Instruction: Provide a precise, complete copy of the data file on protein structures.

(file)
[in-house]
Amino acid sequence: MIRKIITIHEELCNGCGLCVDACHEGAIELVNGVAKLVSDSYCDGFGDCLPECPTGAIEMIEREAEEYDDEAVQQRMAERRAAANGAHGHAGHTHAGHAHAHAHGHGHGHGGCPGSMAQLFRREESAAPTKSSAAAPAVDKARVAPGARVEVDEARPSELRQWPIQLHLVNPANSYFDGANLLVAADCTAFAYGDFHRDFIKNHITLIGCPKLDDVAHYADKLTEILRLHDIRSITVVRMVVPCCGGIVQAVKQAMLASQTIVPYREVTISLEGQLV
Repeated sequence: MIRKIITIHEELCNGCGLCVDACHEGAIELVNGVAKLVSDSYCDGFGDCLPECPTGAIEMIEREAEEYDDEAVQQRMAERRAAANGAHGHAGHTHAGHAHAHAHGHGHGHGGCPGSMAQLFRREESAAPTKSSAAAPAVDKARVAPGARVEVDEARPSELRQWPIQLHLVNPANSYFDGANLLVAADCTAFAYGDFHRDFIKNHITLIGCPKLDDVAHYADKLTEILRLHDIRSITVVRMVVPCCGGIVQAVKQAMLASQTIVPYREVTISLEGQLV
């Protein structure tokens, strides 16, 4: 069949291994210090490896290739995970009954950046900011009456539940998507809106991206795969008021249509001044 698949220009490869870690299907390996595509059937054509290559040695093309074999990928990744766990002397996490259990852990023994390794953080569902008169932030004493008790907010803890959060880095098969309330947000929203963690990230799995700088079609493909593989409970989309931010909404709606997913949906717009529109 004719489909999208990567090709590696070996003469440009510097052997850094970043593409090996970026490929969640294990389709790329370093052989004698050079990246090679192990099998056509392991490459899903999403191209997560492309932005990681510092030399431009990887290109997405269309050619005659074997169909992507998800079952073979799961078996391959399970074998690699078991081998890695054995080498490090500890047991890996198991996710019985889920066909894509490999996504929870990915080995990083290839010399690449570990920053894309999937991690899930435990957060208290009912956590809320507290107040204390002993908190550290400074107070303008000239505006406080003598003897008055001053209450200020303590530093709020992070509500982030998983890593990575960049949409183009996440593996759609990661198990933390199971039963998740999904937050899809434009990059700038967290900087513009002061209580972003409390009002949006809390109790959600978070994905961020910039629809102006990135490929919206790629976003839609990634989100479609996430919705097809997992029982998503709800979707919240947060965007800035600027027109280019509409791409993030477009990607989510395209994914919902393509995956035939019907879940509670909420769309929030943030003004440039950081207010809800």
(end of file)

[in-house]
Amino acid sequence: MIRKIITIHEELCNGCGLCVDACHEGAIELVNGVAKLVSDSYCDGFGDCLPECPTGAIEMIEREAEEYDDEAVQQRMAERRAAANGAHGHAGHTHAGHAHAHAHGHGHGHGGCPGSMAQLFRREESAAPTKSSAAAPAVDKARVAPGARVEVDEARPSELRQWPIQLHLVNPANSYFDGANLLVAADCTAFAYGDFHRDFIKNHITLIGCPKLDDVAHYADKLTEILRLHDIRSITVVRMVVPCCGGIVQAVKQAMLASQTIVPYREVTISLEGQLV
Repeated sequence: MIRKIITIHEELCNGCGLCVDACHEGAIELVNGVAKLVSDSYCDGFGDCLPECPTGAIEMIEREAEEYDDEAVQQRMAERRAAANGAHGHAGHTHAGHAHAHAHGHGHGHGGCPGSMAQLFRREESAAPTKSSAAAPAVDKARVAPGARVEVDEARPSELRQWPIQLHLVNPANSYFDGANLLVAADCTAFAYGDFHRDFIKNHITLIGCPKLDDVAHYADKLTEILRLHDIRSITVVRMVVPCCGGIVQAVKQAMLASQTIVPYREVTISLEGQLV
């Protein structure tokens, strides 16, 4: 069949291994210090490896290739995970009954950046900011009456539940998507809106991206795969008021249509001044 698949220009490869870690299907390996595509059937054509290559040695093309074999990928990744766990002397996490259990852990023994390794953080569902008169932030004493008790907010803890959060880095098969309330947000929203963690990230799995700088079609493909593989409970989309931010909404709606997913949906717009529109 004719489909999208990567090709590696070996003469440009510097052997850094970043593409090996970026490929969640294990389709790329370093052989004698050079990246090679192990099998056509392991490459899903999403191209997560492309932005990681510092030399431009990887290109997405269309050619005659074997169909992507998800079952073979799961078996391959399970074998690699078991081998890695054995080498490090500890047991890996198991996710019985889920066909894509490999996504929870990915080995990083290839010399690449570990920053894309999937991690899930435990957060208290009912956590809320507290107040204390002993908190550290400074107070303008000239505006406080003598003897008055001053209450200020303590530093709020992070509500982030998983890593990575960049949409183009996440593996759609990661198990933390199971039963998740999904937050899809434009990059700038967290900087513009002061209580972003409390009002949006809390109790959600978070994905961020910039629809102006990135490929919206790629976003839609990634989100479609996430919705097809997992029982998503709800979707919240947060965007800035600027027109280019509409791409993030477009990607989510395209994914919902393509995956035939019907879940509670909420769309929030943030003004440039950081207010809800």